International experts discuss in Algiers on best practices for safeguarding underwater cultural heritage
The Scientific and Technical Advisory Body of the UNESCO Convention on the Protection of the Underwater Cultural Heritage (2001) met on 28 October 2019 in an extraordinary meeting in Algiers at the invitation of the Algerian Government.
Toufik Hamoum, Chairperson of the Advisory Body and leading underwater archaeologist in Algeria said "it was important to convene the Advisory Body here in Algeria, given that we have extensive submerged heritage, including the shipwrecks in the Bay of Algiers. We aim to apply the highest international standards and the Best Practices of the 2001 Convention in our research and exhibition initiatives. International cooperation is crucial for this scientific work."
A main focus of the discussions was the promotion of best practices in access to and safeguarding of underwater cultural heritage, and the involvement of non-Governmental Organizations (NGOs). In this regard, the Advisory Body decided to launch the preparation of guidelines that will enable a scientific assessment of best practice dossiers submitted by States Parties, as well as accreditation requests by NGOs. The need for increased awareness about underwater cultural heritage and the importance of protecting it was also considered essential, particularly among the general public, as this heritage is subject to threats such as tourism, pillage, the fishing industry, or climate change, among others.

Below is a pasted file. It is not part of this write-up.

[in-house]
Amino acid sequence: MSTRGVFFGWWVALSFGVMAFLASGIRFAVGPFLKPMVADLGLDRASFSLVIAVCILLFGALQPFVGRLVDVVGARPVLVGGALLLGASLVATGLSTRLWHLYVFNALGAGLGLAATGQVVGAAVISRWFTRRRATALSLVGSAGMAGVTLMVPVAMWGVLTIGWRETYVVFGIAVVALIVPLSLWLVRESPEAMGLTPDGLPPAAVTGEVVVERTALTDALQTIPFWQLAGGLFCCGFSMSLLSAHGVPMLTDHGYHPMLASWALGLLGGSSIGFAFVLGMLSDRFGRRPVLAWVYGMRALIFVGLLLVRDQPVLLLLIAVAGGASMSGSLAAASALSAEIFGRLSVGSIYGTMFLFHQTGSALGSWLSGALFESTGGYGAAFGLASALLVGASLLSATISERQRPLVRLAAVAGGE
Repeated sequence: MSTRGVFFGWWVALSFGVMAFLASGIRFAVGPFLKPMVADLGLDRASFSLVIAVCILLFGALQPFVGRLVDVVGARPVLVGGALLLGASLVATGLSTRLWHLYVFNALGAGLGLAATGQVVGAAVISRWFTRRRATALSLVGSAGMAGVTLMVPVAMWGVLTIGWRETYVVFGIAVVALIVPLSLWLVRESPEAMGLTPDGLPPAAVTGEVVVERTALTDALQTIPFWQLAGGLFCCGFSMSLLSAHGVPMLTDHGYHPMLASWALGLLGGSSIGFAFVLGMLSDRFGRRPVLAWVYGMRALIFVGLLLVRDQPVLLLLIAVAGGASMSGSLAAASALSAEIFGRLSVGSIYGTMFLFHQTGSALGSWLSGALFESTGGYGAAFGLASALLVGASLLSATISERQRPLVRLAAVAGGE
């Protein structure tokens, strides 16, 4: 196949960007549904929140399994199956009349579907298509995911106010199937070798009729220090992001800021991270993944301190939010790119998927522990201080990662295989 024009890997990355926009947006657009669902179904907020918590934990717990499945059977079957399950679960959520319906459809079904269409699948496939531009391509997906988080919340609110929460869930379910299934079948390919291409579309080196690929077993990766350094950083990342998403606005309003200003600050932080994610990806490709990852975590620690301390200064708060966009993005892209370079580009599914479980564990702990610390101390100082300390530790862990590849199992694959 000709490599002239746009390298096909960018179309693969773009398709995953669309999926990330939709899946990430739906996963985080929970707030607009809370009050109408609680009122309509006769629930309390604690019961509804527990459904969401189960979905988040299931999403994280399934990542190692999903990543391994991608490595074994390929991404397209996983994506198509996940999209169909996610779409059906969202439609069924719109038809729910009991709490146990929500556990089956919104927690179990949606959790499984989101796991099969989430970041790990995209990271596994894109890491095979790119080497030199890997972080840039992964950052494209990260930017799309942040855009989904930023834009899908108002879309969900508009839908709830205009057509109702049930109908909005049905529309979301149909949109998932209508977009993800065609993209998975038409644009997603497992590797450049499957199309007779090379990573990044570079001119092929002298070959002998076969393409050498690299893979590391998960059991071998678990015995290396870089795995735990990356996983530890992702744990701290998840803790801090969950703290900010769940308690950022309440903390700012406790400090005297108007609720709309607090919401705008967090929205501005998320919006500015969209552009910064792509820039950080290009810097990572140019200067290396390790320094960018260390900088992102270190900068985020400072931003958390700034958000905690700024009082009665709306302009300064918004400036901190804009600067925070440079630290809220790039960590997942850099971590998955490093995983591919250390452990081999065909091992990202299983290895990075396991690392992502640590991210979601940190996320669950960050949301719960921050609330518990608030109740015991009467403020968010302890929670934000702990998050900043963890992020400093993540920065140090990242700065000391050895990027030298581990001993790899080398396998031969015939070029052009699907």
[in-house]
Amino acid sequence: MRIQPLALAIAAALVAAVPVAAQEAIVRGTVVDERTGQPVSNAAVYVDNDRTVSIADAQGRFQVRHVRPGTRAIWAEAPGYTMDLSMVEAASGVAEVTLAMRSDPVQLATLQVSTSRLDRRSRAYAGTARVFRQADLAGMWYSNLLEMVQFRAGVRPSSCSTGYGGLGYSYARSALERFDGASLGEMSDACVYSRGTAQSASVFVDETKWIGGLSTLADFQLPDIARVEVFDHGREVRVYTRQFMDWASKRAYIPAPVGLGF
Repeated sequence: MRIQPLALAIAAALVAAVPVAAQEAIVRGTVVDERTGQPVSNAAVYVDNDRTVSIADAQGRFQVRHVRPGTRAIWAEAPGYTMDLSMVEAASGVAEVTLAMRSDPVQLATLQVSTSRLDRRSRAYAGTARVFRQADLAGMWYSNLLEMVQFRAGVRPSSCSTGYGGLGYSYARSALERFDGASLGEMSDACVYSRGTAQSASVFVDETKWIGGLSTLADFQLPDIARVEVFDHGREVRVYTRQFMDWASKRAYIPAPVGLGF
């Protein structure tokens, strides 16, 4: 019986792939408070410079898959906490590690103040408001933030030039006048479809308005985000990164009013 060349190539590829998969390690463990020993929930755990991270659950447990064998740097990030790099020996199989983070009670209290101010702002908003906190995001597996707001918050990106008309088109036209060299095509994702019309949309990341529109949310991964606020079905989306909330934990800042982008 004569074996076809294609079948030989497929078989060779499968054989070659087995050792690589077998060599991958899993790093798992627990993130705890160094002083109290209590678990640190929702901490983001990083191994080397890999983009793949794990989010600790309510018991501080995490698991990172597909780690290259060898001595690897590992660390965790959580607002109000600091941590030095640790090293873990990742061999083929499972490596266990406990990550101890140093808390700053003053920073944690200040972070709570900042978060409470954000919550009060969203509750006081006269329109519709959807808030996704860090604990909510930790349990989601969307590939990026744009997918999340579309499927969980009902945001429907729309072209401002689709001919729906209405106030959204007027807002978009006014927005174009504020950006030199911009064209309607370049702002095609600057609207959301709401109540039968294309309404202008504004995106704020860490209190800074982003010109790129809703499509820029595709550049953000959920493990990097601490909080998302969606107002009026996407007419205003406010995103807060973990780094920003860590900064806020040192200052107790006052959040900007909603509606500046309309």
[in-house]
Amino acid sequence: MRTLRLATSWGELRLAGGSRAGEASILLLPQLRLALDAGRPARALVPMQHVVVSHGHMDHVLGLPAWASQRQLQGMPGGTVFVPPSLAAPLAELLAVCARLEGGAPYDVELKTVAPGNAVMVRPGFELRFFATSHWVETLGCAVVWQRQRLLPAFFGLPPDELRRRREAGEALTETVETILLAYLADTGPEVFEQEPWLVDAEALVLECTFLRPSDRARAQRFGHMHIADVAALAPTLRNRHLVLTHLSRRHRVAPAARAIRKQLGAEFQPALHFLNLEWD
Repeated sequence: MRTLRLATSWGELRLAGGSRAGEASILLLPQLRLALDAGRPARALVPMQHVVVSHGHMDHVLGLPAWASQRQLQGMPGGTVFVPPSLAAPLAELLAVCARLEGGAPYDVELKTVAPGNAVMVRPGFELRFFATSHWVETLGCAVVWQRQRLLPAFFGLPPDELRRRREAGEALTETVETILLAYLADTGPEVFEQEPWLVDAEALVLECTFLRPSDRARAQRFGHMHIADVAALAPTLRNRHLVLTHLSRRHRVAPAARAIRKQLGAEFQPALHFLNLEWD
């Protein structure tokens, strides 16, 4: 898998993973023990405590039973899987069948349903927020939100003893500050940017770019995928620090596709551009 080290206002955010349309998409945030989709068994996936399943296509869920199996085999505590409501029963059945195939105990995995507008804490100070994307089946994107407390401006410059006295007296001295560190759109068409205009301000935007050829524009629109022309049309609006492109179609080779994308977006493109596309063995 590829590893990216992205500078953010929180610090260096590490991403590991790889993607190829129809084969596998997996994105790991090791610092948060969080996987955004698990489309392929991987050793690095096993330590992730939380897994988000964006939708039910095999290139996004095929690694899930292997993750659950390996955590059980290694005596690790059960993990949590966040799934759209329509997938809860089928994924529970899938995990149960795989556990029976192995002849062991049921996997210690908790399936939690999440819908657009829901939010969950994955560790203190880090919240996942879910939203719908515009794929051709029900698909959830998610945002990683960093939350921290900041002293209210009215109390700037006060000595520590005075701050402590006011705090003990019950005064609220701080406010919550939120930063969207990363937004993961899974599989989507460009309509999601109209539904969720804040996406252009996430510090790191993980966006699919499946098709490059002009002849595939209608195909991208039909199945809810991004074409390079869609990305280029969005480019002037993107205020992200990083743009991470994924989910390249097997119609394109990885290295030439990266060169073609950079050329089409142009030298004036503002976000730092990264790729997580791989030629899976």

Lazare Eloundou Assomo, Secretary of the 2001 Convention, underlined that “the Advisory Body gives particular support to the implementation of the Convention and on the decisions of the States Parties. Its important contributions include analyses and recommendations of the best practice examples, accreditation of NGOs as partners, and undertaking expert missions at the request of States Parties. This meeting in Algiers reflects the increasing role of the Advisory Body in working closely with States Parties on their priorities for the Convention.”
Sixty-two States have ratified the 2001 Convention and the Advisory Body, consisting of 14 experts representing their States, is an organ of the Convention that offers to the Meeting of States Parties technical advice for the protection of underwater cultural heritage.